Tech Roundup

Apps to Save The Planet

The Environmental Protection Agency is saving Earth one app at a time.

The Light Bulb Finder, a mobile phone application that helps homeowners pick more energy-efficient bulbs, was the overall winner of the Environmental Protection Agency's Apps for the Environment challenge.

Second-place finisher was Hootroot, which lets users calculate the carbon footprint of a trip using different modes of transportation. The app tacks onto Google Maps' database and looks similar to the standard directions app in Apple iOS devices.

EPA launched Apps for the Environment in June 2010, challenging contestants nationwide to use agency data to build a tool that addressed one of seven priorities, according to Administrator Lisa P. Jackson, including reducing the effects of climate change, improving air and water quality, and making environmental equality a larger part of the social justice debate.

The agency chose five winning apps from 38 submissions. In lieu of prize money, the winners' apps will be promoted on EPA's website and they can sell the tools in other venues.

Apps for the Environment is part of a governmentwide push to farm out government-generated data to the public so that entrepreneurial developers can use it to create nonprofit or profit-making software, mobile apps and other tools. The repository Data.gov has uploaded 1,575 data sets in the past year.

Government data have been used to build successful apps for the insurance and financial industries, among others. Federal agencies also have built many of their own apps in the past two years.

- Joseph Marks

Border Security 2.0

The Homeland Security Department plans to open bidding on a 10-year contract to replace a failed $1 billion border surveillance project.

Whereas the now-defunct Secure Border Initiative network consisted of a one-size-fits-all installation along the southwest border, the new integrated fixed towers contract calls for structures equipped with wind-resistant ground radars and surveillance cameras that already are available on production lines, supporting power generation and devices capable of displaying captured images and data. This arrangement will provide Customs and Border Protection agents with a full view of illicit border crossings, drug trafficking and other criminal activity.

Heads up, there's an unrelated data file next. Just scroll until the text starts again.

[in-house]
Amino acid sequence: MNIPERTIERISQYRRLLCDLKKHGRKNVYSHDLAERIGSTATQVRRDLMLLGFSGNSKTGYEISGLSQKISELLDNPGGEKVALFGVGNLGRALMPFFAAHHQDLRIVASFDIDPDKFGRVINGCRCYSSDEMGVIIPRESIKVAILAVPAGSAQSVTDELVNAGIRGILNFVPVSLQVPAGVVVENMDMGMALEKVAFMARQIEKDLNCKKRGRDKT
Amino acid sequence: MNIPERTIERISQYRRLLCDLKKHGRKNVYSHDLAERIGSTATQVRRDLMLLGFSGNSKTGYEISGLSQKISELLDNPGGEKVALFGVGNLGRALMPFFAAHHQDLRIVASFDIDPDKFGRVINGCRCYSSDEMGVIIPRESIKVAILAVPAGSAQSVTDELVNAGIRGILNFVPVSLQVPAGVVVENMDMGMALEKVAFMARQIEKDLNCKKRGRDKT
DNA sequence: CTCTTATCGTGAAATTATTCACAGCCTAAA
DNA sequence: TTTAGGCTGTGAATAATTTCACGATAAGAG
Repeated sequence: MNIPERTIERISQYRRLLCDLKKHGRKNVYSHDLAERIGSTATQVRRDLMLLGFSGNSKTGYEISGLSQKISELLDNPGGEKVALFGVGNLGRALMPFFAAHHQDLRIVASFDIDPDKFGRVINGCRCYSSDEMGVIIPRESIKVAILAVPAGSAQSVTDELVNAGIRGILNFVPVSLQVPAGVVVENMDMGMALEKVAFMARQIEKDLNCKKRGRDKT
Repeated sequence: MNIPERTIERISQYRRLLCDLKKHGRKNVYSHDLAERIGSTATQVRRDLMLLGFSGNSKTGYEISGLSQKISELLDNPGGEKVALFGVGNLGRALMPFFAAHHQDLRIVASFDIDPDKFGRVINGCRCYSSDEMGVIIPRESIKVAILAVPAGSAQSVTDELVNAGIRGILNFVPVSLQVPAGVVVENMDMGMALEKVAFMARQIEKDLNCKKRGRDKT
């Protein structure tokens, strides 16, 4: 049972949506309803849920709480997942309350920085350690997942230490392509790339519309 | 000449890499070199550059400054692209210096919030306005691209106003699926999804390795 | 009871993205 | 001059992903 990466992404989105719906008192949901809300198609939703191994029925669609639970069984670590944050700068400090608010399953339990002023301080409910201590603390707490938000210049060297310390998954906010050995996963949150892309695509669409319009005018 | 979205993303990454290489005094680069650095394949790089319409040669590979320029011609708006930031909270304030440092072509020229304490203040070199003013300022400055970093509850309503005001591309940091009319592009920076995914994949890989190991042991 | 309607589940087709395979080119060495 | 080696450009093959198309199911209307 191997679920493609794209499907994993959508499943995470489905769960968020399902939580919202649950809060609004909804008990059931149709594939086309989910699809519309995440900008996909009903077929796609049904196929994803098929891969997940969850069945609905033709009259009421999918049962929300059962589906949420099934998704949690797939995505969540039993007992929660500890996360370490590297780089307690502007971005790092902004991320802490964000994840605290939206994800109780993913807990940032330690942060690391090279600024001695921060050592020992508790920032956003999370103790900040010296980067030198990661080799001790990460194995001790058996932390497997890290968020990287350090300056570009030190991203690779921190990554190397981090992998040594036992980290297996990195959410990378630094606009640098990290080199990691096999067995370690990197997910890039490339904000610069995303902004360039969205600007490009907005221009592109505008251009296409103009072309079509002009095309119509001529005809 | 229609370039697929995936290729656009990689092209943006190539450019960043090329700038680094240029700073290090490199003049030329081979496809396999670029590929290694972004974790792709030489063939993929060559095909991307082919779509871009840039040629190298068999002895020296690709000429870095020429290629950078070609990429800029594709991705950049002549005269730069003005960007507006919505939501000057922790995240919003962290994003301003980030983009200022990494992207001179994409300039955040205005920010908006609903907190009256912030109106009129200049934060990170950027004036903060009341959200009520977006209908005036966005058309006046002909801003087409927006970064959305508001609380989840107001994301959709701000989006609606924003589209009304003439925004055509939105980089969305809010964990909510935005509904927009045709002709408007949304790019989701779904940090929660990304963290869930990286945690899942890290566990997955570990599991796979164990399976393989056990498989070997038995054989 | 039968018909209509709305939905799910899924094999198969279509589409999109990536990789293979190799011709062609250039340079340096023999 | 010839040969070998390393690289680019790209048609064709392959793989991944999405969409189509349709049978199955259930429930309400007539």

DHS officials are looking for commercial products that can be deployed immediately. In addition, vendors must provide maintenance and support.

Auditors in November 2011 slammed the department's $1.5 billion border security plan, saying, among other things, it didn't include a believable price estimate.

- Aliya Sternstein

Up in the Air

The Army's Long Endurance Multi-Intelligence Vehicle was supposed to take to the air last spring. But, that's now, er, up in the air, and the Army Space and Missile Defense Command has gone mum on when the football-field sized airship will take its first flight. The LEMV is to hover over a battlefield with a mess of sensors for up to three weeks, though no one has ever explained how the Army will feed its crew. The Naval Research Laboratory uses its only blimp, the MZ-3A, to test sensors, and program man-ager Steve Huett says, "you can operate an airship for 40 percent of the cost of fixed-wing aircraft or helicopters." That works only if the airship gets airborne.

- Bob Brewin

Moon Shot

NASA is planning an unmanned test flight of its Orion space capsule in early 2014. In a notice on the Federal Business Opportunities procurement website, the space agency said the orbital flight is "key to providing test data that is critical to influence design decisions and validate Orion spacecraft systems in flight environments that cannot be duplicated on the ground."

Orion is designed to carry astronauts to the moon and possibly Mars.

The agency said this flight will test the entry, descent and landing functions, including the heat shield, propulsion, guidance, navigation, control and parachute recovery systems of the Orion capsule, designed to carry four astronauts on deep space missions, and return to Earth with an ocean splashdown, as the Apollo moon missions did.

- Bob Brewin

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